When we meet with these families and try to assist them, it is a constant reminder of why, even when we begin a relationship with people who are still in their careers, we discuss the plans for aging, and provide a strategy--should people not age as gracefully as we all would hope to.

Continue Reading

Print Email

Divorce after 50? – Be Prepared Emotionally and Financially

Recent studies have shown that one in four divorces are being filed by spouses over the age of 50. This shift has become a cause for concern for scholars and financial professionals because they are seeing the impact that it can have on these generations both emotionally and financially.

When nearing or in retirement a divorce can put a significant burden on assets and finances since there is little or no time to recuperate the losses incurred due to a divorce settlement.

Continue Reading

Print Email

Avoiding Financial Scams and Identity Theft Slams

Who Are They?

  • Financial fraudsters are after your assets.
  • Identity thieves steal your personal information (often to then commit financial fraud).

What Do They Want? Your Money and Your Life

  • Social Security Numbers, passports, driver’s licenses, and similar identifying information.
  • Financial account and credit card numbers.
  • Passwords (or insights about you that help them guess at weak ones).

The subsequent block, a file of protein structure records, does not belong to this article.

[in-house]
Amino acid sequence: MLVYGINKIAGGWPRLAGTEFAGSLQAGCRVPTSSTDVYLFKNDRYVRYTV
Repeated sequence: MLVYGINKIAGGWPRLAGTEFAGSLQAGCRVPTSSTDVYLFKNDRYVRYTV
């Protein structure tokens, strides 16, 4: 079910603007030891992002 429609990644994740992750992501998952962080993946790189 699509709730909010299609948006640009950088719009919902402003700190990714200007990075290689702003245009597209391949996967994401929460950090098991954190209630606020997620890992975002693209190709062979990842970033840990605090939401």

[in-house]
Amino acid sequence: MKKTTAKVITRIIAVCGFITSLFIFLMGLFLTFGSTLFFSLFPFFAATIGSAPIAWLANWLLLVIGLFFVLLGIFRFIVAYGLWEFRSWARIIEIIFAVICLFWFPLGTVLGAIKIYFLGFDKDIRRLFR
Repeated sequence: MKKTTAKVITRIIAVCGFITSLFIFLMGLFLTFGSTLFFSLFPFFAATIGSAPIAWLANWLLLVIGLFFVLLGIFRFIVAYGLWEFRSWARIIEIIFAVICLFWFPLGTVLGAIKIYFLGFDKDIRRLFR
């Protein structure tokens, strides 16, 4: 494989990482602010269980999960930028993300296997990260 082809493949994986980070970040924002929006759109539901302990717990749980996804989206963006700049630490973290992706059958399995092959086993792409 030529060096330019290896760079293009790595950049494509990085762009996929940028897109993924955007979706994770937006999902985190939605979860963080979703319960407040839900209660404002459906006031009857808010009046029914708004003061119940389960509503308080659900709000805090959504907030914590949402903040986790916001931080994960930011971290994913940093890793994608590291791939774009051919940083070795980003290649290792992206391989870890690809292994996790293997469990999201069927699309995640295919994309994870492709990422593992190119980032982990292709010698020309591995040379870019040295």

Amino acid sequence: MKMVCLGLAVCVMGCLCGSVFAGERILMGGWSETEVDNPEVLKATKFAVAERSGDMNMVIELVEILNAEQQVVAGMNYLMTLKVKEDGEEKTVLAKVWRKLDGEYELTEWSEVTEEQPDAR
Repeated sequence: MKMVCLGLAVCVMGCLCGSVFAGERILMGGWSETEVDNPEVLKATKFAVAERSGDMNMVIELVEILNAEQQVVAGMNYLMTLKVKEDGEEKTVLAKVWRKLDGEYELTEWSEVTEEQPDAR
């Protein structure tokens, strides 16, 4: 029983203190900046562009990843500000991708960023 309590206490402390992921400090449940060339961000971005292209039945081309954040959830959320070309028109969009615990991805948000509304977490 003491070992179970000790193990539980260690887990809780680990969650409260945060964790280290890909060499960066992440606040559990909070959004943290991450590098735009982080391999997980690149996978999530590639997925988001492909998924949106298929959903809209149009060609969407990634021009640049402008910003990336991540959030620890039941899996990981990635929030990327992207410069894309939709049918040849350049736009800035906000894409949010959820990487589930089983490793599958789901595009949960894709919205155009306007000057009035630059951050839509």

• Your and family members’ contact information (name, address, phone, e-mail).
  • Your and family members’ birth dates.
  • Details about your life (interests, travel plans, relationships, your alma maters, etc.).

Continue Reading

Print Email

Thinking about Giving?

Your brain might need a little help
The Martyrdom Effect

Human beings admire hard work and in that, we admire physical effort in giving even when less physically arduous efforts may have a greater impact.

Many of us choose to give in ways that require a great deal of physical or emotional energy. We run marathons for cancer research or take part in the 21 day push up challenge for PTSD awareness.

Continue Reading

Print Email

Mind the Gap: Overcoming an Income Gap in Relationships

Navigating relationship challenges when you have accumulated or earn more than your spouse or significant other.

Historically, fiscally unequal relationships have tipped toward the man having or making more than the woman in a relationship. In many cases, this also meant that men had more decision making power in relationships. But a rising trend since the late 20th century has been fiscally unequal relationships where the table is turned.

Continue Reading

Print Email

When it Comes to Decisions, Emotions Lead

Have you ever made a financial decision and felt one way about it at the time but felt differently about it a few days, weeks or months down the road? In a research study published in the Harvard University Annual Review of Psychology, this type of a flip-flop is common and scientifically supported as part of the human condition.

Continue Reading

Print Email

Navigating a Mid-Life Course Correction

Transitions can take on many forms. Taking stock of who you are and what you envision can make all the difference.

Making a shift from one life path to another is both challenging and exciting. While the financial considerations of making a career change, selling a business or pursuing a "life-calling" should not be dismissed, the emotional and psychological implications of such a major life change can often go unnoticed or unaddressed. Understanding both the benefits as well as the drawbacks of a mid-life course correction will only serve to have a positive effect on the experience as a whole.

Continue Reading

Print Email

More Articles ...